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UCL Culture Blog


News and musings from the UCL Culture team


Specimen of the Week 341: The Bark Scorpion

By Jack Ashby, on 4 May 2018

The bark scoprion, Centruroides edwardsii. LDUCZ-J46

The bark scoprion, Centruroides edwardsii. LDUCZ-J46

This week’s Specimen of the Week is a guest edition by Front of House Volunteer and UCL Student of History and Philosophy of Science, Leah Christian.

As a native of Texas, this week’s Specimen of the Week is one that is always near and dear to my heart and occasionally in my shoes. And my sheets. And my hair. This week’s Specimen of the Week is…

** The bark scorpion **

There are many types of bark scorpion. The genus Centruroides contains roughly 70 species, many of which have some form of “bark scorpion” as part of their common name. If you’re in the United States of America and hear the term “bark scorpion”, however, it is very likely the speaker refers to one species in particular: the Arizona bark scorpion (C. exilicauda). This species earned its recognition by being the most venomous of the United States’ scorpions. The other species, lurking under rocks and in my nightmares, deliver a painful sting but are not considered deadly. (My own frenemy, the striped bark scorpion or C. vittatus, allegedly has a less painful sting than a honey bee. I don’t want to test that claim.)

These scorpions may be identified by their narrow pincers (or pedipalps) and tail. Their average size is around 60mm, and males tend to have a longer tail than females

Striped Bark Scorpion (Centruroides vittatus). Copyright by Charles & Clint, CC BY 2.0

Striped bark scorpion (Centruroides vittatus). (C) Charles & Clint, CC BY 2.0

Background on the Scorpion

In North America, various species of bark scorpion can be found across the southwestern part of the continent. Their range extends down into Central America and northern South America. For example, the specimen at the top, C. edwardsii, ranges from Mexico to Colombia. These scorpions are highly adaptable and may be found in deserts, forests, and grasslands. They hide in crevices, under rocks, or beneath tree bark, among many other places. Like my mailbox.

Like spiders, scorpions are arachnids. They don’t catch prey in a web, however. Instead they wait until their prey wanders by, feeling with the sensitive hairs on their pedipalps for the vibrations it creates. They ambush the animal—be it a spider, insect, or even a centipede—and sting it with the venom in the telson at the end of their tails. When the prey is paralyzed, they liquefy it with enzymes and slurp up what remains.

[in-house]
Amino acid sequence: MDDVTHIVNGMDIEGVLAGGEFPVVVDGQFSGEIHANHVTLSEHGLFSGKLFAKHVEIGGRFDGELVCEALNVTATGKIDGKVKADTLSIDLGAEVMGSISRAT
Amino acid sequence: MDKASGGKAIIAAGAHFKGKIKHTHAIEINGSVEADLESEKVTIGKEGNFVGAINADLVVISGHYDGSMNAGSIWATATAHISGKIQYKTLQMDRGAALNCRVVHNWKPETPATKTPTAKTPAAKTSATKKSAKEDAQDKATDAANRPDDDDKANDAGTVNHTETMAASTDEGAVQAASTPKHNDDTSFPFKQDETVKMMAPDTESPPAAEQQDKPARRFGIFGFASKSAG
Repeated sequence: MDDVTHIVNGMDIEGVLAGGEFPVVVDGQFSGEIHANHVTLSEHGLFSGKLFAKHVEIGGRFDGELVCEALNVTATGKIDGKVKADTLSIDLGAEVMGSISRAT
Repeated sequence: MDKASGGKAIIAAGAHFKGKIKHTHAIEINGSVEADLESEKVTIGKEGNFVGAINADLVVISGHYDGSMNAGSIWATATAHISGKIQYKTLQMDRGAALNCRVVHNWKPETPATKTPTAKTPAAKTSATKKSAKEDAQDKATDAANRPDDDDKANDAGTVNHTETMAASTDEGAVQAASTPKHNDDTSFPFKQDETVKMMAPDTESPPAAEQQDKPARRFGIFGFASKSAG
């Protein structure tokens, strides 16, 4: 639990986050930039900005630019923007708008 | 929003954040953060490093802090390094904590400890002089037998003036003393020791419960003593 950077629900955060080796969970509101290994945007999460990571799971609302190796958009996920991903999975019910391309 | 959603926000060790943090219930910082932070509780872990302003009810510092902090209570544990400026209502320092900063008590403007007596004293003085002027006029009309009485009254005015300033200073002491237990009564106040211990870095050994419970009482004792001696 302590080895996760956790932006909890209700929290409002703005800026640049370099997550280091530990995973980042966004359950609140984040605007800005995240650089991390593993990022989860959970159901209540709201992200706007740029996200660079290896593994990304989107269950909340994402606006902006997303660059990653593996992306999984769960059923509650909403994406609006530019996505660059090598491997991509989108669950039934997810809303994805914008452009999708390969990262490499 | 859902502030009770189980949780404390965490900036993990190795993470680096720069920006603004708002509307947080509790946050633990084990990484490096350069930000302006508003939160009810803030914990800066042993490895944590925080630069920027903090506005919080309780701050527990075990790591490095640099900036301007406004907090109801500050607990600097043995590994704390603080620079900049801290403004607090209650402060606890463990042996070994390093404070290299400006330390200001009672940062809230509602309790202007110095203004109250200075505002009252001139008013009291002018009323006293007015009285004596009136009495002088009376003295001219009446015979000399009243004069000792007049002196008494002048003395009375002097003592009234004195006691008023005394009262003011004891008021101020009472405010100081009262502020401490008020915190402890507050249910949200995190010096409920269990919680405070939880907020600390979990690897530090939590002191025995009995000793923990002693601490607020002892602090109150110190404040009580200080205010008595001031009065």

Party Facts about the Scorpion

Scorpions don’t get just one party fact. They get three because they are awesome animals.

1) Although bark scorpions are generally solitary, they occasionally congregate in large groups, particularly in winter. This makes for extra excitement when taking the trash out barefoot if they’ve chosen to congregate under the bin.

2) Scorpions are viviparous, meaning their offspring are born live. The offspring, averaging 30 in number, then crawl onto the female’s back. She carries and protects them until their first moult, which is when they climb down to fend for themselves. Although they live independently after leaving the female, immature scorpions have been observed climbing onto the backs of other adult female scorpions.

3) The scorpion is covered by a waxy cuticle that helps prevent water loss. This cuticle fluoresces a bright blue under UV light (but we don’t know why).

Beyond being an easy way to spot this nocturnal crawler at night (if you have a UV torch), the fluorescent capabilities of the scorpion have medical uses. Tumor Paint, derived from deathstalker scorpion (Leiurus quinquestriatus) of the Middle East and North Africa, is currently undergoing clinical trials. The molecules “stick” to the cancer tumour and fluoresce, allowing doctors to spot it more easily during surgery. (Okay, so the deathstalker isn’t a bark scorpion, but it’s still a scorpion and still cool.)

UV induced fluorescence of an adult scorpion and absence of fluorescence in juvenile scorpions (that are hanging onto mom). Copyright by Frank.starmer, CC 4.0

UV induced fluorescence of an adult scorpion and absence of fluorescence in juvenile scorpions (that are hanging onto mom).
(C) Frank.starmer, CC 4.0

And remember, if you ever visit scorpion country, shake out your clothes. You never know where one will pop up next.


Gouge, D. and Olson, C. (June 2011). Scorpions. Arizona Cooperative Extension.

Hurst, N. (19 October 2016). How Scorpion Venom is Helping Doctors Treat Cancer. Smithsonian Magazine.

San Diego Zoo. (2017). Scorpion. Animals and Plants.

Stafford, M. (November 2015). Arizona Bark Scorpion. U.S. National Park Service, Grand Canyon National Park.

Texas A&M University. (n.d.). Striped Bark Scorpion. Field Guide to Common Texas Insects.

U.S. National Library of Medicine. (February 2013). North American Centruroides (Bark Scorpion Venom). Toxicology Data Network.

Leah Christian is Front of House Volunteer in the Grant Museum of Zoology, and a UCL student of History and Philosophy of Science.

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